Tokyo Table: The New Kid in Town

There’s a new kid in town on la Cienega’s famous Restaurant Row.  He’s parked very near Lawry’s, having taken over the old Tony Roma’s place last December.  He calls himself

Tokyo Table and says his older brother’s place on Oahu is doing a landslide business and that a younger brother is being planned, even as we speak. He’s not what you’d call gorgeous, but between those lovely lanterns hanging everywhere, the roomy banquettes, tables and booths, and the general appointments, he has been spruced up to give a very appealing look; sort of simple, casual but definitely elegant. The wait staff comes in all colors and sizes, and they do their work with marvelous zeal and efficiency. And the food….well, the food is something out of Japan, China, Korea, Vietnam and all points West…and it is terrific.  Let’s get to specifics:

We were escorted to our booth by the lovely Tonya. Roomy, ample for six people, we stretched out, totally absorbed in the giant lantern hanging down over our table. The menus come in several varieties: the dinner menu is fifteen pages long; the Seasonal Special  menu lists an additional eight items on one side and suggested wines or the Sake Sampler on the reverse; the Sake Lounge menu lists eight sake martinis and seventeen different sake wines available. For those having difficulty in making choices, they have psychological counseling services available in the lounge.

All the dishes are both pictured and described in detail as to their lineage. What they can’t tell you is the thrilling tastes evident in each. Chef Tatsuya Emura has a deft touch in creating dishes that will appeal to both Asian and American tastes. Sushi rolls of all types and descriptions occupy pages one and two; eight salads can be found on page three; eleven appetizers on page four; a few “Pizzas” and “Noodles and Soup” on page five; six Hot Stone Bowls and Pots on page six; Seafood of eight types on page seven; Beef, Pork and Chicken dishes on page eight; and some different, enchanting desserts on page nine. Interesting that the largest part of the menu is directed toward drinks: non-alcoholic and alcoholic varieties that occupy the last five pages.

All Tokyo Table’s food  is designed for sharing. All the food is fresh, with generous portions offered at reasonable prices. Some highlights:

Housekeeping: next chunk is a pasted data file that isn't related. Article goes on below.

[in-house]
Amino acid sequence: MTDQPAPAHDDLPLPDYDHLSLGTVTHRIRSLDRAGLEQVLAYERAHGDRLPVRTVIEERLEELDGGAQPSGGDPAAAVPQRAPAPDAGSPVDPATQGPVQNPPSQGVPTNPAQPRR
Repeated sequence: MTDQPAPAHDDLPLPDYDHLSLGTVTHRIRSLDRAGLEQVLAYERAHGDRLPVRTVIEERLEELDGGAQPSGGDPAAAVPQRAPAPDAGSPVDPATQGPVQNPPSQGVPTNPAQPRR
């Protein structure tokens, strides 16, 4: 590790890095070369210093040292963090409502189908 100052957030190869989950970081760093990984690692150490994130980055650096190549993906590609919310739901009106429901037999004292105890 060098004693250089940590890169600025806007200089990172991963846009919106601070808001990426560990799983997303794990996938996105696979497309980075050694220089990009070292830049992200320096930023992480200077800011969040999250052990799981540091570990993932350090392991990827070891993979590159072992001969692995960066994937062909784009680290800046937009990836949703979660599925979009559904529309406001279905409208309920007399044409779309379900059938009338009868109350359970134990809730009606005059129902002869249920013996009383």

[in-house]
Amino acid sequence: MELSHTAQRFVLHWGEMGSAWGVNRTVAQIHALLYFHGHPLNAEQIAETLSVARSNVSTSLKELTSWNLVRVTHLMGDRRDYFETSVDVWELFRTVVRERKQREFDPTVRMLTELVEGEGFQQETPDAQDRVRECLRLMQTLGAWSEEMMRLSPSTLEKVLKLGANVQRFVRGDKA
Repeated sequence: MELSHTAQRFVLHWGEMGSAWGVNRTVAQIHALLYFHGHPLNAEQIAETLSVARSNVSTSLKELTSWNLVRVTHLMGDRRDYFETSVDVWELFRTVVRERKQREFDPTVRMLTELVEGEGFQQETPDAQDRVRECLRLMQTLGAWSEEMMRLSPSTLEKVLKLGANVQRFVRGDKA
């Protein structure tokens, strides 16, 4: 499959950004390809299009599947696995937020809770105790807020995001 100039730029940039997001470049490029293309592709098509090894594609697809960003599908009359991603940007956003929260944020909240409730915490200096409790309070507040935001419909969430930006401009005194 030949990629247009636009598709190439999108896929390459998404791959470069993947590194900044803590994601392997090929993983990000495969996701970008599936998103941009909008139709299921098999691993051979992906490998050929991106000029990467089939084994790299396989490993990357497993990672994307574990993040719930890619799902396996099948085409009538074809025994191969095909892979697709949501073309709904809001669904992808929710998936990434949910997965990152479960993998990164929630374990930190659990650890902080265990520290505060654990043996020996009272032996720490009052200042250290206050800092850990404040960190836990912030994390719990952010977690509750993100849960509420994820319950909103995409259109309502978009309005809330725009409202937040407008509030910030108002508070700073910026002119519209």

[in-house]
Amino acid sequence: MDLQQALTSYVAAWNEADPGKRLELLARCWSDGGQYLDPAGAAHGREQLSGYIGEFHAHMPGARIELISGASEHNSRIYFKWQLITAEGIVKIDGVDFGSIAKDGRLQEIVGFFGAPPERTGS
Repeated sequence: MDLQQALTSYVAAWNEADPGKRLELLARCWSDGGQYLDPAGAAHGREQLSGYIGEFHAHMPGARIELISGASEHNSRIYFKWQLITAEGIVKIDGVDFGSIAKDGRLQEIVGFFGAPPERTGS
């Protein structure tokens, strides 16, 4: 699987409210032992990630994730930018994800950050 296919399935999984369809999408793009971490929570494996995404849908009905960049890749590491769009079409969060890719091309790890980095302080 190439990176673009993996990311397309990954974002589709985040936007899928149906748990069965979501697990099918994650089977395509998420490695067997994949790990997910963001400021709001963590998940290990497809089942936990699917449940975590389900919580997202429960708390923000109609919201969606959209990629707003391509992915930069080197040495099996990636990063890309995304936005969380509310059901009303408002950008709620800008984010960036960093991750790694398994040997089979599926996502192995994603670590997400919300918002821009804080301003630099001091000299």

A.  The Pork and Shrimp Gyoza make an outstanding appetizer. these firm, well-stuffed dumplings come twelve to the serving, along with a chili soy sauce for dipping, and at $8.95 an order, a most auspicious introduction to Tokyo’s cuisine.

            B.  Do enjoy the Seafood Salad at $8.95.  It’s a mound of tuna, salmon, cucumber, sliced onions and green onions, topped with crunchy wonton strips, surrounded by a field of greens in a wasabi ranch dressing. A healthy, delicious dish and so satisfying going down.

            C.  The Mochi Cheese Gratin are tender but firm mochi rice cakes, baked with soba sauce, reeking of mozzarella cheese topping. These little cakes are quite filling and taste, oh so good. Hot… careful!

            D.  Cool off your palate with an order of lightly pickled cucumber ($3.95). The Japanese cucumber used here has a snap, crackle and pop you will remember. They come topped with bonito flakes and dried baby anchovies. These combinations  are somewhat unfamiliar to American palates but can soon become a favorite.


Although we both enjoyed everything we ate from “A” to “D”, our favorites were still to come. For Fran, it was the crispy Flounder ($14.95) in which a whole flounder is “crispified” with small pieces of the meat resting on the fish’s carcass, all on a bed of noodles. It’s served with a tangy Ponzu dipping sauce. Watching my darling’s face light up as she chewed away was a treat.

I found ecstasy with the Ishiyaki Garlic Shrimp ($10.95): a mess of shrimp served in a sizzling hot stone bowl, on a bed of garlic. Two orders of that dish, alone, will be my order next time I’m there….exquisite!

Their most generous portion of Honey Toast ($6.95) served as our dessert., It’s their concoction of thick white toast, cut out and cubed, drizzled with honey and two scoops of vanilla ice cream. It can also come in caramel, cinnamon or chocolate versions. Don’t forget some Plantation Iced Tea as your beverage to help wash all those tempting taste treats down.

And, two hours later, as you get ready to go, you realize you’ve had a most unusual, most spectacular, most enjoyable evening of dining. The new kid has been an absolute pleasure by surprising you with a bevy of tastes you’ve never before experienced.

And, for you who are about to enter Tokyo Table, please make certain to tell ‘em Joseph-San sent you. It may mean an extra shrimp.

Tokyo Table      50 N. La Cienega Blvd.    Beverly Hills  90211    Tel. 310-657-9500   Open seven days.  Dinner for two, approx. $60  w/o alcohol  Both valet and self-parking available.